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It was 1983, and Tannatta responded to a call with the Schenectady Fire Department. A man was trapped by a fire in a second-floor bathroom, underneath a wall-hung sink.

“He was still breathing,” Tannatta said during an interview in his Niskayuna home, “but he was gasping. By the time we got him out, it was too late.”

Tannatta, a licensed plumber as well as a firefighter, knew that if the man could have loosed the drain trap on the sink, he would’ve had a ready-made air supply at his disposal.

So, when he got home that night, Tannatta got to work.

“I made a trap that I connected with a garden hose,” he said, “just to make the concept.”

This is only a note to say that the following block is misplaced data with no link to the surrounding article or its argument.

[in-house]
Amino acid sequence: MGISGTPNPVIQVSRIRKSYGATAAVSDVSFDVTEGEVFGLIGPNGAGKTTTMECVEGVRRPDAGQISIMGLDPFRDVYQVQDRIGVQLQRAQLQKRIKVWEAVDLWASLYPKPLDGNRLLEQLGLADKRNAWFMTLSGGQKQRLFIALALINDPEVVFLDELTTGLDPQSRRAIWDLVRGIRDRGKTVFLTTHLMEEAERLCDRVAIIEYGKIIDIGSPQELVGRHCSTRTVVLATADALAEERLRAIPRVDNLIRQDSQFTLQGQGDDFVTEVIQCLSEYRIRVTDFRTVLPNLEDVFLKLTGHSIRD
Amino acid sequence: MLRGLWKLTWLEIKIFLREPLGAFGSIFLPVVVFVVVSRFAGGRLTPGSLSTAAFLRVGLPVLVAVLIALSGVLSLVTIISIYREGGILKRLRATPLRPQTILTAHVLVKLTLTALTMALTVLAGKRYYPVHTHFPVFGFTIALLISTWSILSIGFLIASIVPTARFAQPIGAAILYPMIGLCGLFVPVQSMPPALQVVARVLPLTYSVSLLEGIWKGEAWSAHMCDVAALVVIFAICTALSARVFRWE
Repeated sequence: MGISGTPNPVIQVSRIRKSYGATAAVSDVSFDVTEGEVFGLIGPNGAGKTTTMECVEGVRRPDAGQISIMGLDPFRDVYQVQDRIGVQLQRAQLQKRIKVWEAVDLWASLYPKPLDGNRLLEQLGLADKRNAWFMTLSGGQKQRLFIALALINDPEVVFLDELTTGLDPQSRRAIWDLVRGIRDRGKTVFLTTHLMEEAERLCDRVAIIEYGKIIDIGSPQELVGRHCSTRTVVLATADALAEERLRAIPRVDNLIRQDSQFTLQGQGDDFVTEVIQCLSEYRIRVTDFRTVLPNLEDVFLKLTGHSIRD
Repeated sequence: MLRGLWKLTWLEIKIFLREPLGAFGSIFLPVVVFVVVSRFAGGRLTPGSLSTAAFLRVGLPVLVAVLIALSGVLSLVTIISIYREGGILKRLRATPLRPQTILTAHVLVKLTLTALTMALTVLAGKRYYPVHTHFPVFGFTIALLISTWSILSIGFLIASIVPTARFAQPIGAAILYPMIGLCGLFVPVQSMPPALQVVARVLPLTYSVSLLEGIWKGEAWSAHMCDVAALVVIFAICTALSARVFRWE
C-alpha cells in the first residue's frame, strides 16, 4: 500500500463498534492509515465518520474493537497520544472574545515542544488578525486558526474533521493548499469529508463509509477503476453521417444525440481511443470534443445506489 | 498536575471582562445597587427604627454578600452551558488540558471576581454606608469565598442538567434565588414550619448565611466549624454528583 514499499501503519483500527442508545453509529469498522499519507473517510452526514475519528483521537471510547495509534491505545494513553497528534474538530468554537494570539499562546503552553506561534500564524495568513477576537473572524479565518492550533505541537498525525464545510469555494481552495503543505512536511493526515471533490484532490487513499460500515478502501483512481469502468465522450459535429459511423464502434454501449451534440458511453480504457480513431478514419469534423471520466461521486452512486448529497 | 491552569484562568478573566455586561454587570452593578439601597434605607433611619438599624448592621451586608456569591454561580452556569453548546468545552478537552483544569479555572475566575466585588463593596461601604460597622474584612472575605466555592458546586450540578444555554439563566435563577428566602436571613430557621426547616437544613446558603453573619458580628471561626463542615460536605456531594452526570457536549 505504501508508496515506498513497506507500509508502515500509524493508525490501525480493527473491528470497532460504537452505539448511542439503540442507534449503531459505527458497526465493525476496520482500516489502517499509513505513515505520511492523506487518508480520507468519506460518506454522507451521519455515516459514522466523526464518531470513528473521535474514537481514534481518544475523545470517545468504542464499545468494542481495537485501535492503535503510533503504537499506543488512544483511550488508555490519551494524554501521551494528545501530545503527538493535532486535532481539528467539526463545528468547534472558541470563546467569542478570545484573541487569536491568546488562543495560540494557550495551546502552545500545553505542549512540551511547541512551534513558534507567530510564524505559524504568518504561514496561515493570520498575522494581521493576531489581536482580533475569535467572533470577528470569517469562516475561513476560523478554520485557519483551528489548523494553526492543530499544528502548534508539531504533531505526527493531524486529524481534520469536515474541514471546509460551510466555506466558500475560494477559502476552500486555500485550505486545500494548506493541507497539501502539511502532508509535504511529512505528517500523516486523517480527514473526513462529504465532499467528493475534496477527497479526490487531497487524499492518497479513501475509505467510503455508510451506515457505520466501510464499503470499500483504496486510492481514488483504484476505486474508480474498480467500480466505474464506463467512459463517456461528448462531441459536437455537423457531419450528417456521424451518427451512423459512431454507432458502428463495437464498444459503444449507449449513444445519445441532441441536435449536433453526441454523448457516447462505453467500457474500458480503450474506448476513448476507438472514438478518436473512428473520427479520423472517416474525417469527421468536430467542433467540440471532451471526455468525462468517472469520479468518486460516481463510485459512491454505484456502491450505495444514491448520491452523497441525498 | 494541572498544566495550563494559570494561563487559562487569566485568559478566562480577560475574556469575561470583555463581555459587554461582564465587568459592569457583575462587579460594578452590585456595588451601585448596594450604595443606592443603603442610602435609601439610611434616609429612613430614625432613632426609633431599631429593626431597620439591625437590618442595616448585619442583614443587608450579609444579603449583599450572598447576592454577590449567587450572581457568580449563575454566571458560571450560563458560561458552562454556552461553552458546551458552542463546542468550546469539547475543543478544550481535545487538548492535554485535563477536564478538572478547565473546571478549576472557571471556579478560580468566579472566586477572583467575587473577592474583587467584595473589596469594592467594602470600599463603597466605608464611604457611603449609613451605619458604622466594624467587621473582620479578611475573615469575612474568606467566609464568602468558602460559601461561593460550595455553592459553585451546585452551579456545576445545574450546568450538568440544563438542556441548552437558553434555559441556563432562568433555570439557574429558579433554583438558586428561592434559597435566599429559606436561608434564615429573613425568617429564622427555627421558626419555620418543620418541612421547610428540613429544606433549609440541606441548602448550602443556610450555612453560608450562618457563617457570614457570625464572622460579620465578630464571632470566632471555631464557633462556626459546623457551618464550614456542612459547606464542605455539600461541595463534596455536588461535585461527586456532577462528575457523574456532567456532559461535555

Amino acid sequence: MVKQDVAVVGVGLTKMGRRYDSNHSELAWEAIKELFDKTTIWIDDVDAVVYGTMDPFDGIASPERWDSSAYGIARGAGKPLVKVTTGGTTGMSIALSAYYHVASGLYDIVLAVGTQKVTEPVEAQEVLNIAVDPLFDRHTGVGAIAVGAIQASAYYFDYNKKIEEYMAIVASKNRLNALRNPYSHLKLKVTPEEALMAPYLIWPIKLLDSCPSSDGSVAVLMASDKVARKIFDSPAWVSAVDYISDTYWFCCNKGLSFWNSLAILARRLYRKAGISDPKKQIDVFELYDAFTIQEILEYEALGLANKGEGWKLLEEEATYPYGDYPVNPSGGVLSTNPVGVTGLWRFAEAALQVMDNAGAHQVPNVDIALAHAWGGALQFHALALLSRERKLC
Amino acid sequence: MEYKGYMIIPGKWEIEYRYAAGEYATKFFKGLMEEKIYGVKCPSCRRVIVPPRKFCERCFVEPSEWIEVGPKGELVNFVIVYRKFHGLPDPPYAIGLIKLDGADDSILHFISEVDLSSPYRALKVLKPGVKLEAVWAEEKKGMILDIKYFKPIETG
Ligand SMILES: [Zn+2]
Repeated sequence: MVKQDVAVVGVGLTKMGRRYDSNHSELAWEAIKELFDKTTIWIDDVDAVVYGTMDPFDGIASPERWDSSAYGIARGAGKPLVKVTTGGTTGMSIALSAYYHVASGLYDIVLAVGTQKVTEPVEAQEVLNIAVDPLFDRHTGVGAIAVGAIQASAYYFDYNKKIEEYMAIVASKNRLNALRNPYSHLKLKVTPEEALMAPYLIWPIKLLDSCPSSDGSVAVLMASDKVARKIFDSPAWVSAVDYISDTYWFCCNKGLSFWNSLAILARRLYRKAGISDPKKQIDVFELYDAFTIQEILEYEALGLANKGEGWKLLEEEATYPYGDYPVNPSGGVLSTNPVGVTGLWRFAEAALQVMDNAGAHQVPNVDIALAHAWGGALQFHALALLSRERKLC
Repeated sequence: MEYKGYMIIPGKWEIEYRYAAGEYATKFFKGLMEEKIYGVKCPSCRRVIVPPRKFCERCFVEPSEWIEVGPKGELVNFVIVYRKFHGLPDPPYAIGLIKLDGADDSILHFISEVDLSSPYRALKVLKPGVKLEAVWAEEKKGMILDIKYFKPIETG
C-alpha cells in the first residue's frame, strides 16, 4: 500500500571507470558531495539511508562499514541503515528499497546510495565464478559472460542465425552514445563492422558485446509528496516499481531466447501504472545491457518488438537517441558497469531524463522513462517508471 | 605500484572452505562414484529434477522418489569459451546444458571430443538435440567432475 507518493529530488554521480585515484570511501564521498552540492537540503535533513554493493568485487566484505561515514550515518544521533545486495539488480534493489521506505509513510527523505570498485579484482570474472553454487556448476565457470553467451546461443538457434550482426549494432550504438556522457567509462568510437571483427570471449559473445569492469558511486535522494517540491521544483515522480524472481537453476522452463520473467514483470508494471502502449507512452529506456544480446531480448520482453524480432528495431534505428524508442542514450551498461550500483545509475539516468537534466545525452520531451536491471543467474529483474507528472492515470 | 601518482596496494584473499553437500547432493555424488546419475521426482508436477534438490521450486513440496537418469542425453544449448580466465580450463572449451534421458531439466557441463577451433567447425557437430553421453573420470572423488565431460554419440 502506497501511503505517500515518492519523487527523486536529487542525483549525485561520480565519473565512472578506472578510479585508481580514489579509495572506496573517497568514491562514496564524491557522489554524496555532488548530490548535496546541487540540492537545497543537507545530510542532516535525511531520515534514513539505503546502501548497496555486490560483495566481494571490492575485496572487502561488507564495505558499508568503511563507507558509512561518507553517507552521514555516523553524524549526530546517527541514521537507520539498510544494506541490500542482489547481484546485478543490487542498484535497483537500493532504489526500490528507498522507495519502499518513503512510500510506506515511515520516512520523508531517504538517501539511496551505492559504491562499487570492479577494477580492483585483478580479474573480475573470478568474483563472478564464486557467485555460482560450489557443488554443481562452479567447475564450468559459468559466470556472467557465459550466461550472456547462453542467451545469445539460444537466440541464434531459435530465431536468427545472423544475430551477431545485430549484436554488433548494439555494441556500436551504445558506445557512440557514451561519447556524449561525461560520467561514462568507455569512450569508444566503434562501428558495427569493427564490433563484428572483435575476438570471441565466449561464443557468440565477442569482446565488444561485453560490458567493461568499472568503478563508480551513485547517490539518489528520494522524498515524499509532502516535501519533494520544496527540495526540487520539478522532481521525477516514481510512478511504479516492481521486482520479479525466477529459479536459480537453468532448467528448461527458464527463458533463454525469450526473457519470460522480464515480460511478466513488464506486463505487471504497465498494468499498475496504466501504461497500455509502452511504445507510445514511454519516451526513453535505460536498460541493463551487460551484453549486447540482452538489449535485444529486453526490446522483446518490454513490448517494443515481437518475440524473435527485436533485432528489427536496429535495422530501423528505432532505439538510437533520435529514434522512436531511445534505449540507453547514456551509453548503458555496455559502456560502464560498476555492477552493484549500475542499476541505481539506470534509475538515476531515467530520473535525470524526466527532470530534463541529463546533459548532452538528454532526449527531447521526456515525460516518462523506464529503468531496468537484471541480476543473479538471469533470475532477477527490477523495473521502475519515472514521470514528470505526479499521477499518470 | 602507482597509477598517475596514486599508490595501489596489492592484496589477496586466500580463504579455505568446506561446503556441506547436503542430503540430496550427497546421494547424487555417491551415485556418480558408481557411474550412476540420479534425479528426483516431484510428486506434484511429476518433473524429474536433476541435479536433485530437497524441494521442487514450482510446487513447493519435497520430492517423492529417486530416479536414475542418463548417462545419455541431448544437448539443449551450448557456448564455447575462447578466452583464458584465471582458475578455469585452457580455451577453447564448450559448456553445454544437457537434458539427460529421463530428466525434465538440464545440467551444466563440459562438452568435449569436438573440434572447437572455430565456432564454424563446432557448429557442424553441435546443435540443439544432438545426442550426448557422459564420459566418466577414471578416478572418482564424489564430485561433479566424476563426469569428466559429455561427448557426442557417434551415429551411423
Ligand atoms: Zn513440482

The concept evolved into the Highrise Lifeline, a system that allows people trapped by fire to connect a hose to a sink drain and breathe comfortably through a mask.

He set up an exercise in the training tower of the firehouse  with both his fire chief and then-Schenectady Mayor, Frank Duci to allow him to set up an exercise in the training tower of the firehouse. The tower was filled with smoke, Tannatta connected his invention to the sink drain.

“I went in and breathed only out of that drain” Tannatta said. “And you would’ve lasted, maybe, three minutes [without it].”

Eventually, the full product was perfected and patented, and a deal was made for mass-production.


Tannatta is now ready to get the Highrise Lifeline into the hands of people whose lives it could eventually save.

Highrise Lifeline has been featured on “Live with Regis and Kathie Lee.” High-profile orders were placed — from a luxury hotel in California, to the Minnesota Vikings football team, to the Palace at Auburn Hills sports arena outside Detroit.


“This works. Somebody will live,” he said. “If one person lives after I put this on the market, it’s all worth it.”

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